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The Cost Of Living In Australia 2024

Everything you need to know about the cost of living in Australia in 2024 - wages, tax rates, housing, utilities, education and more.
By · January 16, 2024
The Cost Of Living In Australia 2024

Australia has long been considered a dream location to put down roots. Whether you’re looking to relocate your family, seek new career opportunities, or are ready for an outback adventure, there’s certainly a lot to offer in the land down under.

But, while Aussies are well known for their laid back, low-key lifestyle, the cost of living might be higher than you may realise.

From wages, to tax rates, housing, utilities, education and more, in this article we’re diving into everything you need to know about the cost of living in Australia in 2024.

What is the cost of living exactly?

Cost of living is determined using a number of different metrics including the price of essential products and services, general affordability, and how changes to these costs impact individuals and families from different parts of the country.

The Aussie government works out the cost of living via:

  • The Consumer Price Index (CPI): Measures the shift in value of goods and services.
  • Living Cost Indexes (LCIs): Measures the costs associated with maintaining a standard of living.
  • Wage Price Index (WPI): Measures the change of wages, incomes and labour costs across different industry sectors.

A note on cost of living metrics

While cost of living (COS) metrics are good indicators, the truth is, the results can vary greatly.

For this reason, COS should not be considered as a complete authority when it comes to the circumstances of an entire population.

With that said, exploring cost of living and some of the variations you can expect, can help you understand more clearly how you may be affected personally, and the things you can do to keep costs down.

The year that was - 2023 ‘Cossie livs’

It’s no secret that many Aussies grappled with financial challenges throughout 2023. Food prices surged, property sales hit record highs and many core utility providers upped their rates.

The pinch was felt so strongly, that in true blue style, a few new words became part of the everyday Aussie vernacular.

Terms like ‘Shrinkflation’ and ‘cossie livs’ emerged to describe how many Aussies were feeling - paying the same, or more, but getting less for essential items and services.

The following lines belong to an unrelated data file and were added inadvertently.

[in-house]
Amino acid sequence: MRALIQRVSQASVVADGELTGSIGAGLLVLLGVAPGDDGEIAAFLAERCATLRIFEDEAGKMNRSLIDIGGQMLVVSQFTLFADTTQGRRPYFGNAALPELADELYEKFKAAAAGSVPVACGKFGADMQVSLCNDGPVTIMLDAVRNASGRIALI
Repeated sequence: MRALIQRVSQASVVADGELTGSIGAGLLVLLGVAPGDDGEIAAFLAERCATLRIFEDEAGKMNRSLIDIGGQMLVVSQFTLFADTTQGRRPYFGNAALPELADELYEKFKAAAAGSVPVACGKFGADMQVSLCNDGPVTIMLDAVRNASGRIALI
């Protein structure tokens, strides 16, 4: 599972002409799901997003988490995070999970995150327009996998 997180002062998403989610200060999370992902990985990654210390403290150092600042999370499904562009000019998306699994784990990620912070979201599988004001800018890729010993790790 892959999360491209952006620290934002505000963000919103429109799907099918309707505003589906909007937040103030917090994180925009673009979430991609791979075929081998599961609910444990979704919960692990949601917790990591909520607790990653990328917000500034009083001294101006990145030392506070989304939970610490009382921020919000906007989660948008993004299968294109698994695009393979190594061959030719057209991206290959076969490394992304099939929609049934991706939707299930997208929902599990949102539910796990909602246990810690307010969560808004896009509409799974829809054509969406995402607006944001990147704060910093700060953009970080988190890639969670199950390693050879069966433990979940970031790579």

Key cost of living stats from 2023

  • Throughout 2023 all Living Cost Indexs rose by between 5.3% and 9%.
  • Employee households (where principal income is from wages or salaries) recorded the largest annual rise in living costs of all household types at 9%.
  • Insurance, financial services and transport were the main contributors to the quarterly rises.
  • Mortgage interest charges rose 68.6%.

So, what’s in store for 2024 and are there ways to keep costs down?

What is the average cost of living in Australia in 2024?

There is no exact figure for the cost of living in Australia. However, Expatistan estimates the current cost of living in Australia is roughly AU $4,312 per month for a single person or AU $7,786 per month for a family of four.

Based on these figures, the cost of living in Australia is ranked more expensive than in 87% of countries in the World (10 out of 68).

The cost of living in Australia is ranked more expensive than in 87% of countries in the world.

Cost of living vs. standard of living

While cost of living describes the cost associated with core essentials such as food, housing, health care, utilities and transport, standard of living refers more to the quality or comfort of your life.

How much do you need to live comfortably in Australia?

Living comfortably in Australia varies greatly depending on factors such as location, lifestyle and personal preferences. As a general guide, a single person living outside of a major city would need an annual income of $70 - $80k per annum or $5,800+ per month. Of course this total increases for couples and families.

Key facts

  • According to new research (January 2024), the average Aussie says it would take an annual income of $345,819 for them to feel rich.
  • The current average personal income in Australia is $72,753.
  • The median rent in Australia is $580 a week for houses and units.
  • The average quarterly electricity bill will set Australians back $317 while gas costs an average $181 every 3 months.
  • 26% of Aussies say energy bills are giving them financial stress.